• <article> represents independent content of a document, e.g. a blog post, a news article or any item of content.
  • <aside> represents a section of the document with content related to the rest, which could be considered separate from the document.
  • <header> represents a group of introductory or navigational aids. It may contain heading elements, the site logo, a search form, and so on.
  • <footer> represents a footer for its nearest section, this typically contains information about the author of the section or links to related content.
  • <nav> represents a section of the document intended for navigation.
  • <figure> represents self-contained content, e.g. an image, a video, a quote, a code snippet, and so on.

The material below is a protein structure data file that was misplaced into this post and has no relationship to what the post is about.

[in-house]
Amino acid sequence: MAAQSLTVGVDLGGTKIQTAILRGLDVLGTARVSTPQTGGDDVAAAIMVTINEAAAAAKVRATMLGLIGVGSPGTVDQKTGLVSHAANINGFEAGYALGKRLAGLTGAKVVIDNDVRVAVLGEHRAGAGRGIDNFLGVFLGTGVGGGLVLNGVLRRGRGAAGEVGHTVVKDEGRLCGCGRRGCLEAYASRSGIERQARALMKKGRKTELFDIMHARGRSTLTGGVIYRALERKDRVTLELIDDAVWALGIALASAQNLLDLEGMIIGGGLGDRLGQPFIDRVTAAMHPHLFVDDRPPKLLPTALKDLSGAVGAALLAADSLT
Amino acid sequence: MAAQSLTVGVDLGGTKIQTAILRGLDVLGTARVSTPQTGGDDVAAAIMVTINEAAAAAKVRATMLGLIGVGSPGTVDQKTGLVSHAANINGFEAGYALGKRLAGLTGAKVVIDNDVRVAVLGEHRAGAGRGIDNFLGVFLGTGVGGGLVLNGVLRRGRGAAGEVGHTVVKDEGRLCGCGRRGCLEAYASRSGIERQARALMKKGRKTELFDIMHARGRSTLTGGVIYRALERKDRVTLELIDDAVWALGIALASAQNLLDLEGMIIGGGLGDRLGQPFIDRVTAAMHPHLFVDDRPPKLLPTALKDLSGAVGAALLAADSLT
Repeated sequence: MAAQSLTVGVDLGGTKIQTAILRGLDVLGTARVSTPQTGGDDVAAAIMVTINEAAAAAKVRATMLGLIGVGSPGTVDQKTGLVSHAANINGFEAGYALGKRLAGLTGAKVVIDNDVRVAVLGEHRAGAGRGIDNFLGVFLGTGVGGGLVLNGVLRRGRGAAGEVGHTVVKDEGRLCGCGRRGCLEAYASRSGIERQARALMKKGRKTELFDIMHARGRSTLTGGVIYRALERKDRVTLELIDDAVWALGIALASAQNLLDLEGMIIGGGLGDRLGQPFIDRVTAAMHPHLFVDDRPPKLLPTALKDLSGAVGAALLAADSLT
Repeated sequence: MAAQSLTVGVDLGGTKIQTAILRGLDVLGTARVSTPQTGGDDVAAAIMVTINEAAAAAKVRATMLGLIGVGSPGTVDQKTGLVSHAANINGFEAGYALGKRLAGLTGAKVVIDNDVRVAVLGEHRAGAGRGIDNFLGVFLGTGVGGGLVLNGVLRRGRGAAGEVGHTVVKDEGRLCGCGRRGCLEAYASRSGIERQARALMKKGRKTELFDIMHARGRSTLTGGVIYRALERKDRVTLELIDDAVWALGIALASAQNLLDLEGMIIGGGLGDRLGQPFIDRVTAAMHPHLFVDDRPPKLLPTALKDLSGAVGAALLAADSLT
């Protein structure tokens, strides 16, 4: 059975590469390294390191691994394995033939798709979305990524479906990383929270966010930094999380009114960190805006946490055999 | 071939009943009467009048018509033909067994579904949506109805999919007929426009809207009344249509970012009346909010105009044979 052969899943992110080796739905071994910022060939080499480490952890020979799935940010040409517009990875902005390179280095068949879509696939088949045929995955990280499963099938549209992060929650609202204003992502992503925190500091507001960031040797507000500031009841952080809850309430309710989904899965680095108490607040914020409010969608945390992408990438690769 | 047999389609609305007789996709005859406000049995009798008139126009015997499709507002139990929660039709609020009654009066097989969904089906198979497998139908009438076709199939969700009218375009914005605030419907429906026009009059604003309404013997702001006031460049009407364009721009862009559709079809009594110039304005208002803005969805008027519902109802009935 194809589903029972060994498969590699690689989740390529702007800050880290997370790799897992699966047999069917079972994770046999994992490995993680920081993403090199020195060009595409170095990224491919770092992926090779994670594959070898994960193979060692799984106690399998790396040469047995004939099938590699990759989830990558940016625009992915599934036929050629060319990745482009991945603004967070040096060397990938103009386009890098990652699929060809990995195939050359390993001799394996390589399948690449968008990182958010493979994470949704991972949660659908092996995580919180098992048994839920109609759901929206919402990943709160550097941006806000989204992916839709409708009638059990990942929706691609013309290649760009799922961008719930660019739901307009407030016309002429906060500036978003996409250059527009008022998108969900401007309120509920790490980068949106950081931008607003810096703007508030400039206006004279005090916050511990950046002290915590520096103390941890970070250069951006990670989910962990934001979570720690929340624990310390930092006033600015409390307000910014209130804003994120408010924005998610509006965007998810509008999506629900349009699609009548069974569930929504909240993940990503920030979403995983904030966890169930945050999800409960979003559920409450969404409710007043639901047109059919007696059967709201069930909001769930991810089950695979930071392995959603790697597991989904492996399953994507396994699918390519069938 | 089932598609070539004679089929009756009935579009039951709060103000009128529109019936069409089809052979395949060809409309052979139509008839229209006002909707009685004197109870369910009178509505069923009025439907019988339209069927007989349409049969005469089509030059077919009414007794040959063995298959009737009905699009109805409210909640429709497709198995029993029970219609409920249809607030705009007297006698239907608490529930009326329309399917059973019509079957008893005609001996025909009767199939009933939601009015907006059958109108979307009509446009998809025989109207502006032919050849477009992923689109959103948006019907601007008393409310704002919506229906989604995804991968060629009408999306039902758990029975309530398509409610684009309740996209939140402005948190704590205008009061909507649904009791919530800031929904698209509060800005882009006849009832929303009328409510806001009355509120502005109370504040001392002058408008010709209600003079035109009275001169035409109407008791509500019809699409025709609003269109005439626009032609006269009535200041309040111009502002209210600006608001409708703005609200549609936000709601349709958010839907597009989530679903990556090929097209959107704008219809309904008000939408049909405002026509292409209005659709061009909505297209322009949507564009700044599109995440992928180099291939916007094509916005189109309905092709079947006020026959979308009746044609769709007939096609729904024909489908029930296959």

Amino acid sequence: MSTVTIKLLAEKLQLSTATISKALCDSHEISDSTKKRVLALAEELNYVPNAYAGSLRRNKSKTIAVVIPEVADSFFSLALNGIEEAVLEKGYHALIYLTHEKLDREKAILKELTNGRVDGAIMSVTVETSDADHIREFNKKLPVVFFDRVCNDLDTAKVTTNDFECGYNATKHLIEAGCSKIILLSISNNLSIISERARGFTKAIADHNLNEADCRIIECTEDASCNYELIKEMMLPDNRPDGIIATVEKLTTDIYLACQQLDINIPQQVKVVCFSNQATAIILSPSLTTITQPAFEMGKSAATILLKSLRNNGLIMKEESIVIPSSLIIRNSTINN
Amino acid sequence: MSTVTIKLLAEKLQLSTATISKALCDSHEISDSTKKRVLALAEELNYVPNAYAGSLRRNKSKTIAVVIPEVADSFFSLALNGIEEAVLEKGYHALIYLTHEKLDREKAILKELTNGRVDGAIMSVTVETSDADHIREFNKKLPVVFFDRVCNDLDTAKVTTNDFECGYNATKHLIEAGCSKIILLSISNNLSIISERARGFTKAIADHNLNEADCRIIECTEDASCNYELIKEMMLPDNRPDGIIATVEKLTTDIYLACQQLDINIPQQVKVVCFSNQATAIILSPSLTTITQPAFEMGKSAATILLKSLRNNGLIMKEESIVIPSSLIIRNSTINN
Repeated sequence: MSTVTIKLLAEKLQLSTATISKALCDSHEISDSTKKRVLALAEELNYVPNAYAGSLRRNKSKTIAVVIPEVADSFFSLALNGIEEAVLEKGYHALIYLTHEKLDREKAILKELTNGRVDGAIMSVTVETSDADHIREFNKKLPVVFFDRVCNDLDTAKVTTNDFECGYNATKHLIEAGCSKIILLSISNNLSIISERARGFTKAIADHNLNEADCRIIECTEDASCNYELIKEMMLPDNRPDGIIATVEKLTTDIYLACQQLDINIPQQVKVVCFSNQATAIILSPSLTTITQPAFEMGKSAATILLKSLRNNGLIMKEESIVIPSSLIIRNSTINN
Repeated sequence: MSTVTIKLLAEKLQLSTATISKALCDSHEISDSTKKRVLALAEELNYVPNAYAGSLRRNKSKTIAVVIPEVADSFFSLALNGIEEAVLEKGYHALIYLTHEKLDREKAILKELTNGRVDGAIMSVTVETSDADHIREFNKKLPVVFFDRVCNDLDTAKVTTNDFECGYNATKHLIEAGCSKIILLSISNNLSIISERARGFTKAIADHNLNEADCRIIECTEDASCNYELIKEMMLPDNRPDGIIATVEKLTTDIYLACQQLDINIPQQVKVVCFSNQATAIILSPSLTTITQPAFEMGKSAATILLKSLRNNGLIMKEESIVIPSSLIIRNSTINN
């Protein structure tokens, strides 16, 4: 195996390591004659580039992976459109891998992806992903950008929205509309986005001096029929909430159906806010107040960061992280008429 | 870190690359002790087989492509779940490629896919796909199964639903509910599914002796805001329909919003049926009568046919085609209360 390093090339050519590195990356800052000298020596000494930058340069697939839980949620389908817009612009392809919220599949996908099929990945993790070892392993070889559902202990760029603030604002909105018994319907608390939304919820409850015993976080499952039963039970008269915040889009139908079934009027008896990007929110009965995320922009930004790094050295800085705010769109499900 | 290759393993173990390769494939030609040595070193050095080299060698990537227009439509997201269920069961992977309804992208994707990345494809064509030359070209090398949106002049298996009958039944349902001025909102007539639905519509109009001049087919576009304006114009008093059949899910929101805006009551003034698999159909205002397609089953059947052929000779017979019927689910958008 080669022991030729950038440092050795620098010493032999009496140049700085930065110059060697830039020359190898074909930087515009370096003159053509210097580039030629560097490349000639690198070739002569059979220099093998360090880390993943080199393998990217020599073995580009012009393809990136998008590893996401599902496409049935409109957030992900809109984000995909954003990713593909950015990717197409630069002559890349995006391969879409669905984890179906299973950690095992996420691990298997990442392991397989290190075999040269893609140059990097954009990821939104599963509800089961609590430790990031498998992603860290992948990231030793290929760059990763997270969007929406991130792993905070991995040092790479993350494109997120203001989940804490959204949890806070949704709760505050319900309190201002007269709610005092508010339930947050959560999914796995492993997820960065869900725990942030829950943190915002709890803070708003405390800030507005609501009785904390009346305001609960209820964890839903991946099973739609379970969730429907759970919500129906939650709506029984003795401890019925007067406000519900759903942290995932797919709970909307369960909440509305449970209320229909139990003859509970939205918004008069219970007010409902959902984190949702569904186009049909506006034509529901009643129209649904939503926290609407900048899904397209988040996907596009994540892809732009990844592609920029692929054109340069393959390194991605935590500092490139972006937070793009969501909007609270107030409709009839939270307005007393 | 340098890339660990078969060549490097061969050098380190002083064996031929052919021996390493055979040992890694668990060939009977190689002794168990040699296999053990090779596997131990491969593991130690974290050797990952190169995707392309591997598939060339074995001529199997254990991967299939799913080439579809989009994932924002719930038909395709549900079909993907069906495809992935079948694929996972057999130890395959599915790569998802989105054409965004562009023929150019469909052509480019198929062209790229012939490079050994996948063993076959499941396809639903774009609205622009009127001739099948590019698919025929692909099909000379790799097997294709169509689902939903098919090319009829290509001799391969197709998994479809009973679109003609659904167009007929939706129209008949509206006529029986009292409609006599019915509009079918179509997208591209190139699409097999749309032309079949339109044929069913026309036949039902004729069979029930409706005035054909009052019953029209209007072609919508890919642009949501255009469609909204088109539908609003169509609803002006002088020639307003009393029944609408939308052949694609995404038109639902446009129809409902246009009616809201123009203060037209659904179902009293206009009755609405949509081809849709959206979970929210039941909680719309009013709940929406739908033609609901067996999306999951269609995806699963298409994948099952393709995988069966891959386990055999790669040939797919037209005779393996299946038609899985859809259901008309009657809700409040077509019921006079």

• <figcaption> represents a caption associated with a figure. The <figcaption> element must be the first or last child of a <figure> element and is optional.
  • <template> can be used to include arbitrary HTML to be cloned during runtime of a JavaScript application.

Other new elements

  • <audio> is used to embed sound content in documents.
  • <picture> is a container, which wraps a <img> element, to specify multiple picture sources for the <img> element.
  • <video> is used to embed video content in documents.
  • <source> is used to specify multiple media resources for <audio>, <picture> and <video> elements.
  • <track> is used to specify time-based data (e.g. subtitles) for an <audio> or a <video> element.
  • <embed> is used to embed external applications or content. This element was not standardized prior to HTML5
  • <mark> is used to highlight text for reference purposes.
  • <progress> is used in web applications to indicate loading progress of a task.
  • <meter> represents either a scalar value within a known range or a fractional value.
  • <time> represents a date or time.
  • <ruby>, <rt>, and <rp> allow for marking up ruby annotations.